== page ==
I doubt this is true but am open to correction. Sounds more like therefore owner has a beef with Chase and wants to smear them a bit. I dont think the debit payment system “knows” what item in the store you’re buying.
I could so easily be wrong.
I’ve never had a purchase denied for any reason on my debit or credit cards through Chase. Not saying I’m in love with them... they have some policies that really get under my skin, but this isn’t true at all... at least in my case.
No true. Vendor accounts have coding that tells the card company what kind of store is being patronized. It is conceivable that a dedicated gun shop could be coded as such and could be blocked.
A good example of this in action is VISA debit cards tied to health savings accounts. The transaction will decline if you try to use it somewhere like Best Buy, etc.
I actually did purchase 9m in December on my Chase Visa cc and had no problems. All my latest purchases have been and will continue to be in cash however.
I use cash. It always works-—so far—but Obama is working on it.
I have seen a report of a merchant (”Nordic Components” out of MN) having problems with their credit card processing company (”Intuit Merchant Services” refusing firearms/ammo transactions). That merchant you mentioned needs to switch CC processing companies if he/she is having problems...here is an “NRA approved” one: http://www.gopai.com NRA Business Alliance: http://www.nraba.org/benefits.aspx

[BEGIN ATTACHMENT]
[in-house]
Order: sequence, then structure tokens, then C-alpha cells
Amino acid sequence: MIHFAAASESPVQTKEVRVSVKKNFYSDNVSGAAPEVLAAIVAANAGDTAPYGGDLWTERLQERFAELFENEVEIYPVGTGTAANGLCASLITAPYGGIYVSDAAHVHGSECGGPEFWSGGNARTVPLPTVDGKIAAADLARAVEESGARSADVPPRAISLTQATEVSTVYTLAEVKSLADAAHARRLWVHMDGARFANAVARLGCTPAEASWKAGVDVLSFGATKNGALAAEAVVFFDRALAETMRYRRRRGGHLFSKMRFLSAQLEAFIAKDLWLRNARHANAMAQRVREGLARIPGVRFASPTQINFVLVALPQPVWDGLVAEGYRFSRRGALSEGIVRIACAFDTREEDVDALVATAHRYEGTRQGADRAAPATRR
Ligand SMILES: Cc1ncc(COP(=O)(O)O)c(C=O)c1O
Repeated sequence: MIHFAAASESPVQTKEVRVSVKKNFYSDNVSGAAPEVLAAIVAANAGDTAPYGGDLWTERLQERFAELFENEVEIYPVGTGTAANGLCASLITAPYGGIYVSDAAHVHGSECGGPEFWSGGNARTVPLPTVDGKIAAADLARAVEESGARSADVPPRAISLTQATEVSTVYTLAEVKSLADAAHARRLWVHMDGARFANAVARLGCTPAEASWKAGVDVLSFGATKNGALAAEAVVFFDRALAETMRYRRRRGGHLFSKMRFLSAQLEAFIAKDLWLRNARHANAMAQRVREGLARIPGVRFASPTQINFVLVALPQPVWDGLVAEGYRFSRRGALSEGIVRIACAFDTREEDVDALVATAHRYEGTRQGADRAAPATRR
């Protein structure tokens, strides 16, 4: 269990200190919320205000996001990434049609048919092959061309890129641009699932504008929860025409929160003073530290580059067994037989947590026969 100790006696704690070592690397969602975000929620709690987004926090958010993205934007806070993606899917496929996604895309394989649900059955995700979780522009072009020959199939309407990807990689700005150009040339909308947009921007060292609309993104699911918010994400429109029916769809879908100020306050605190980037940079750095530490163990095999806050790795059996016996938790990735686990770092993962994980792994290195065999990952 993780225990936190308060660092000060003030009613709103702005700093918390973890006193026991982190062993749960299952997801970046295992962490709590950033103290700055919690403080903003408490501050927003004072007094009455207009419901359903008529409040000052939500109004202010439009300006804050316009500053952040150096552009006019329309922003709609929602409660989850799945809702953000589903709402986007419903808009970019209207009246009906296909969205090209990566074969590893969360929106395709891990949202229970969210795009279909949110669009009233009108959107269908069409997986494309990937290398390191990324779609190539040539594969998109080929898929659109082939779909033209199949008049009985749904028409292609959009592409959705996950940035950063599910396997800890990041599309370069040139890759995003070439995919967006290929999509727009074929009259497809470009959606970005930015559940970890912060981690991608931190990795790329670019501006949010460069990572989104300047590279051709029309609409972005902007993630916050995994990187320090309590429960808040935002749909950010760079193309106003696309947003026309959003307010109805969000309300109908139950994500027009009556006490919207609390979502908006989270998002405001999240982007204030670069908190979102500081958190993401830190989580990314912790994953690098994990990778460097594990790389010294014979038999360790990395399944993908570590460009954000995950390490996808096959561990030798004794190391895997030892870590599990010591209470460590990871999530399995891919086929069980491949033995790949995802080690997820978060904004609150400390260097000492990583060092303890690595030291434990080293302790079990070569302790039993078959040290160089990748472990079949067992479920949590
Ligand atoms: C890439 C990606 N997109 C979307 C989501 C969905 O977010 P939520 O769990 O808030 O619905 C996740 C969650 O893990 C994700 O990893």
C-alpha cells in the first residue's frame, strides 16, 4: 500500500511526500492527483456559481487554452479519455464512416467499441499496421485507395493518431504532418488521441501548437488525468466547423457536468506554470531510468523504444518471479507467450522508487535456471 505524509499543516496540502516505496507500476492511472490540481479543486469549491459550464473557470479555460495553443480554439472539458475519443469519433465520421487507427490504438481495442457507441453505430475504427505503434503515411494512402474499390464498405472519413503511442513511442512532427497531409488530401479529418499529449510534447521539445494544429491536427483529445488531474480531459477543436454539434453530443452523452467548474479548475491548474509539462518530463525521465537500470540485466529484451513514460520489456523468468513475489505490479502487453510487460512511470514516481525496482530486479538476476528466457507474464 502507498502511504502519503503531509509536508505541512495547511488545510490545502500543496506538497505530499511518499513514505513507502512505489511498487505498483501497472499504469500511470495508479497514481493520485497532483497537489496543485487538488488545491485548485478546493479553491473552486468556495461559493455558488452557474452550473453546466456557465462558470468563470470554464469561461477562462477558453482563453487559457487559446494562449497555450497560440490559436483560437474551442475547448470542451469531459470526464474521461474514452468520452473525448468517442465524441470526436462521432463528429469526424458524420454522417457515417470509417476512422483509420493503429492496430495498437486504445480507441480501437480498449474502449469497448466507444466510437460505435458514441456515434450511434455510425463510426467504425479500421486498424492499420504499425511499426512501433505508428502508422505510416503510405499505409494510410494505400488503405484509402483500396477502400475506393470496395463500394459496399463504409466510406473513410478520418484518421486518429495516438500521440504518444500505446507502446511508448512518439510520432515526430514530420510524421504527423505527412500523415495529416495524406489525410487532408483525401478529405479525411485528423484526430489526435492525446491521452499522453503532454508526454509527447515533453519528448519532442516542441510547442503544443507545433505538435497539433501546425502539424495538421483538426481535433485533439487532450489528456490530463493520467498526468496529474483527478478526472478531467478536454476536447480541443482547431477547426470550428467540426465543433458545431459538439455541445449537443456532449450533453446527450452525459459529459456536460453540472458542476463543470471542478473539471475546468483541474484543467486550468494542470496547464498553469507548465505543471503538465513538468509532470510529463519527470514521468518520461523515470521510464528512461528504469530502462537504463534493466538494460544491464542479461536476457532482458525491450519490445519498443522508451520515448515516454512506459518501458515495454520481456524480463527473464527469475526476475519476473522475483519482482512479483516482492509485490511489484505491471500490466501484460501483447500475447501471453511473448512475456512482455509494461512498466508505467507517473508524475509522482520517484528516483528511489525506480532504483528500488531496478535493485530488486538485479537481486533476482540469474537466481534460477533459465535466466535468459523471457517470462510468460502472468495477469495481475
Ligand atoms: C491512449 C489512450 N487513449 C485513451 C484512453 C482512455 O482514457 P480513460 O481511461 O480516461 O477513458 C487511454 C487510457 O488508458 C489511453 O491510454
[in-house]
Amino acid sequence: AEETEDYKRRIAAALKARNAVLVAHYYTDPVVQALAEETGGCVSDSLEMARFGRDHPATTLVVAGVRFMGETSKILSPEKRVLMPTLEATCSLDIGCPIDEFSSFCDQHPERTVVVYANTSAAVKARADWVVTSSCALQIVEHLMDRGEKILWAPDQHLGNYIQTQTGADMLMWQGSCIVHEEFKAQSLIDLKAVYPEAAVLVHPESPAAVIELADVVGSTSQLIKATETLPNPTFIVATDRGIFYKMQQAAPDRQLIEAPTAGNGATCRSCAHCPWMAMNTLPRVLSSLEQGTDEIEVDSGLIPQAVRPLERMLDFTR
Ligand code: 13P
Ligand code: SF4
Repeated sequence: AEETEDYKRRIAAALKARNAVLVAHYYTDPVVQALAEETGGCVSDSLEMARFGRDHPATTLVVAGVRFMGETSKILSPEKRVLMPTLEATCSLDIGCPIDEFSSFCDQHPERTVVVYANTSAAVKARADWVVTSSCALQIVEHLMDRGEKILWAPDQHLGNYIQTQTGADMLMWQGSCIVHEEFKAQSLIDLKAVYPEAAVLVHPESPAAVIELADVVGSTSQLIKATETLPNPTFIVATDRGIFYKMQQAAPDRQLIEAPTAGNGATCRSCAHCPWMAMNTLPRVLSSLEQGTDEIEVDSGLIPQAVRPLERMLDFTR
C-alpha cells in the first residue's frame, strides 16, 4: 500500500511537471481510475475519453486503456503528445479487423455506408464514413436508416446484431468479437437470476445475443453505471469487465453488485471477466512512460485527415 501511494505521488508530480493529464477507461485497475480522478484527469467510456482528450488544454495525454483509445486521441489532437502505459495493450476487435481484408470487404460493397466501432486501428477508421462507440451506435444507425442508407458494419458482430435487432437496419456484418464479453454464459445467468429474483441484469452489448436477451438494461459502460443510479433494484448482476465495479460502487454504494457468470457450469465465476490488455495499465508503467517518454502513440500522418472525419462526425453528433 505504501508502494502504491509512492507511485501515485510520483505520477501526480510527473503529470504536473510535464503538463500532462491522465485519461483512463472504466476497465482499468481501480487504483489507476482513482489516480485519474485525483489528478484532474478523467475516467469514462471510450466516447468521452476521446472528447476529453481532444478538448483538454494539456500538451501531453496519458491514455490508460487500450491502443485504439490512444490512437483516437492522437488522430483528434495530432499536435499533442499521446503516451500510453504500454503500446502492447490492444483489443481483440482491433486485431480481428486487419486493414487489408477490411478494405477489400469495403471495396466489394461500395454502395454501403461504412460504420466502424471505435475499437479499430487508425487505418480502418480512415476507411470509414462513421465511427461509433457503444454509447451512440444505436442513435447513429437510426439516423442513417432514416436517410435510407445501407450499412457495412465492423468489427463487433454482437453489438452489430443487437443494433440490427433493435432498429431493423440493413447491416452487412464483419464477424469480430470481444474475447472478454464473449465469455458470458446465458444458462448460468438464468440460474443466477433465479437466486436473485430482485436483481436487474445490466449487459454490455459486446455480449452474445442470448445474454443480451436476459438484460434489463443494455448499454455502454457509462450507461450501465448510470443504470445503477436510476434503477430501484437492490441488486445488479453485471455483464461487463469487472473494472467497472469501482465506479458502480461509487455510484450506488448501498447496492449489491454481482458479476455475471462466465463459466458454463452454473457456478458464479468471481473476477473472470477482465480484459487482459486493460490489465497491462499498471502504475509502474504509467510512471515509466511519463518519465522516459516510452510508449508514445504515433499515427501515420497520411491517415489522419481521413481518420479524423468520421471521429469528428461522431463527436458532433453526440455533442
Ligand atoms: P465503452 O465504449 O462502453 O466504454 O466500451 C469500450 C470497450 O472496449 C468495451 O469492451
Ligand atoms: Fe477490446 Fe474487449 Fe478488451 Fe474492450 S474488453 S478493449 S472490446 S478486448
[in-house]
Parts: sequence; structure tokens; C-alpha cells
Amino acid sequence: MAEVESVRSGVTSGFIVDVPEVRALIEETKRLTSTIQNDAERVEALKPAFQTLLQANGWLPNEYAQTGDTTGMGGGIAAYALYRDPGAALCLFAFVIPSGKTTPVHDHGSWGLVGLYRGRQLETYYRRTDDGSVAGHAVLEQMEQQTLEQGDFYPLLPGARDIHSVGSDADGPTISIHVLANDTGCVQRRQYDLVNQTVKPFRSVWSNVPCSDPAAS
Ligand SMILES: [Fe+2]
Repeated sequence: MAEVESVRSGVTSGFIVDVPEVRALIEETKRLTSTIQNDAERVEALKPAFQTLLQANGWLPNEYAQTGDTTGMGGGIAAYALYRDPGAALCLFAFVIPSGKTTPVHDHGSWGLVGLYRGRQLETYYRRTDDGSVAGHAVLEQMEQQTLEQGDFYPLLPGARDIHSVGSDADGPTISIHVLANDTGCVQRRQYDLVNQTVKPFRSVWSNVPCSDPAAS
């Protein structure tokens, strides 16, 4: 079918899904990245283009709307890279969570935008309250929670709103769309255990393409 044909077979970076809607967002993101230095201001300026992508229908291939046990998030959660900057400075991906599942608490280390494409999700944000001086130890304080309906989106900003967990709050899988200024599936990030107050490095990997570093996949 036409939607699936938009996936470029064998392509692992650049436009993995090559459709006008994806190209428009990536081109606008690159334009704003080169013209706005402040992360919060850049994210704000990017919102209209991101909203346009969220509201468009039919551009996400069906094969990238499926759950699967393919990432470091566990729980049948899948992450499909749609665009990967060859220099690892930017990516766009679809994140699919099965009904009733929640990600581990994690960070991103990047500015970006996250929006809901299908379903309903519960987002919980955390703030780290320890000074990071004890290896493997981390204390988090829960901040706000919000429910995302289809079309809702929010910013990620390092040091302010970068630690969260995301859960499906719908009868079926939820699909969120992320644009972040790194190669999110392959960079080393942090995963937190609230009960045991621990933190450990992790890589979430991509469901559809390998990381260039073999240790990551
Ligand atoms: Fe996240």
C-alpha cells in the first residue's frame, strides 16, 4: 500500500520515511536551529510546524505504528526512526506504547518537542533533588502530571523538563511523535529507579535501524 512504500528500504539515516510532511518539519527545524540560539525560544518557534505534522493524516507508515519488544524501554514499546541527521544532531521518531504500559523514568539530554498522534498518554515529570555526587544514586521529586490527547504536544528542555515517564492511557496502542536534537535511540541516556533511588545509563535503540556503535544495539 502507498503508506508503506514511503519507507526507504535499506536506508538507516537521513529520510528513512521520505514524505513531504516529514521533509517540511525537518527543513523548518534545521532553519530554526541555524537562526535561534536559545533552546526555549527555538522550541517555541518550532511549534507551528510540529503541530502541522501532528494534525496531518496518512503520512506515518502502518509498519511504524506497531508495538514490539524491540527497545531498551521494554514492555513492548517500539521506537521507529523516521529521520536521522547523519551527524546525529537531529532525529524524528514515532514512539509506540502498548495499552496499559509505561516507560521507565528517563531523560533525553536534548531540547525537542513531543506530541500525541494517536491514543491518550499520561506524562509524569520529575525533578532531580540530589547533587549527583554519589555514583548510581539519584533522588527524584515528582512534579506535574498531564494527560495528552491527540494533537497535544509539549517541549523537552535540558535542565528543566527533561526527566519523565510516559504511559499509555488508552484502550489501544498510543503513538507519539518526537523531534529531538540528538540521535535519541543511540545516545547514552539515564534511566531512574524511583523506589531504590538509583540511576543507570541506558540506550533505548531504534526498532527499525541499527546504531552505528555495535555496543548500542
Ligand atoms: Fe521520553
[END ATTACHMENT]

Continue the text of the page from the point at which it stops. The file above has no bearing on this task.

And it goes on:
Nordic Components FB page with further info: https://www.facebook.com/nordiccomp
I just used my Chase card last week on a handgun purchase and didn’t have any problems.
I used my Chase Visa card at gun store last Saturday (2/23) to pay for my NICS check and the transfer fee (purchased the firearm from an out-of-state dealer and had it transferred to a local FFL). I also used the same Chase Visa card to purchase the firearm itself about 3-4 weeks ago. No issues as described in the post.
In the example you explain, then the ENTIRE GUN SHOP would be banned from all credit card sales wouldn’t it? As a matter of fact ALL gun related businesses in the United States would be banned by Chase for ALL credit card purchases.